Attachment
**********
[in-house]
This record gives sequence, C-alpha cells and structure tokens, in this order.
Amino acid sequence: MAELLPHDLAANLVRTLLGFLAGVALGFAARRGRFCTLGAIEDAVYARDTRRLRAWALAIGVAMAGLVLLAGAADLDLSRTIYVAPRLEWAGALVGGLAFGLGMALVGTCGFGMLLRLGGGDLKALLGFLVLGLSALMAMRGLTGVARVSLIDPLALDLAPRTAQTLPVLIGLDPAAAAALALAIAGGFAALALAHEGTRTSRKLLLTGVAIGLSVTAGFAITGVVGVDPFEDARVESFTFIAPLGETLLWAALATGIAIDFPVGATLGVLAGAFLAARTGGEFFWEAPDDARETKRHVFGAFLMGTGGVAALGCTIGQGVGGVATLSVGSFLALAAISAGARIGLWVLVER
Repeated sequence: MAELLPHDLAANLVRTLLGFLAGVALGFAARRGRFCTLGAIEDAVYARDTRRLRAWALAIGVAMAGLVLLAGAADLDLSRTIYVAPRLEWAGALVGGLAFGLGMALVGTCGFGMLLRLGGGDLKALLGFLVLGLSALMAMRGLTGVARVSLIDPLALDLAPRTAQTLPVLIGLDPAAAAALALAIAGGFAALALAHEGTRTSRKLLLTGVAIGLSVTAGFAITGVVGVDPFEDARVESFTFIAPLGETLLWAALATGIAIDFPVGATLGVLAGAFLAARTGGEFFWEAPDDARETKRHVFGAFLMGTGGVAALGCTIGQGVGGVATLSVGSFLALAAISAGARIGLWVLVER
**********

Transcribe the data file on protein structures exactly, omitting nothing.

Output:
[in-house]
This record gives sequence, C-alpha cells and structure tokens, in this order.
Amino acid sequence: MAELLPHDLAANLVRTLLGFLAGVALGFAARRGRFCTLGAIEDAVYARDTRRLRAWALAIGVAMAGLVLLAGAADLDLSRTIYVAPRLEWAGALVGGLAFGLGMALVGTCGFGMLLRLGGGDLKALLGFLVLGLSALMAMRGLTGVARVSLIDPLALDLAPRTAQTLPVLIGLDPAAAAALALAIAGGFAALALAHEGTRTSRKLLLTGVAIGLSVTAGFAITGVVGVDPFEDARVESFTFIAPLGETLLWAALATGIAIDFPVGATLGVLAGAFLAARTGGEFFWEAPDDARETKRHVFGAFLMGTGGVAALGCTIGQGVGGVATLSVGSFLALAAISAGARIGLWVLVER
Repeated sequence: MAELLPHDLAANLVRTLLGFLAGVALGFAARRGRFCTLGAIEDAVYARDTRRLRAWALAIGVAMAGLVLLAGAADLDLSRTIYVAPRLEWAGALVGGLAFGLGMALVGTCGFGMLLRLGGGDLKALLGFLVLGLSALMAMRGLTGVARVSLIDPLALDLAPRTAQTLPVLIGLDPAAAAALALAIAGGFAALALAHEGTRTSRKLLLTGVAIGLSVTAGFAITGVVGVDPFEDARVESFTFIAPLGETLLWAALATGIAIDFPVGATLGVLAGAFLAARTGGEFFWEAPDDARETKRHVFGAFLMGTGGVAALGCTIGQGVGGVATLSVGSFLALAAISAGARIGLWVLVER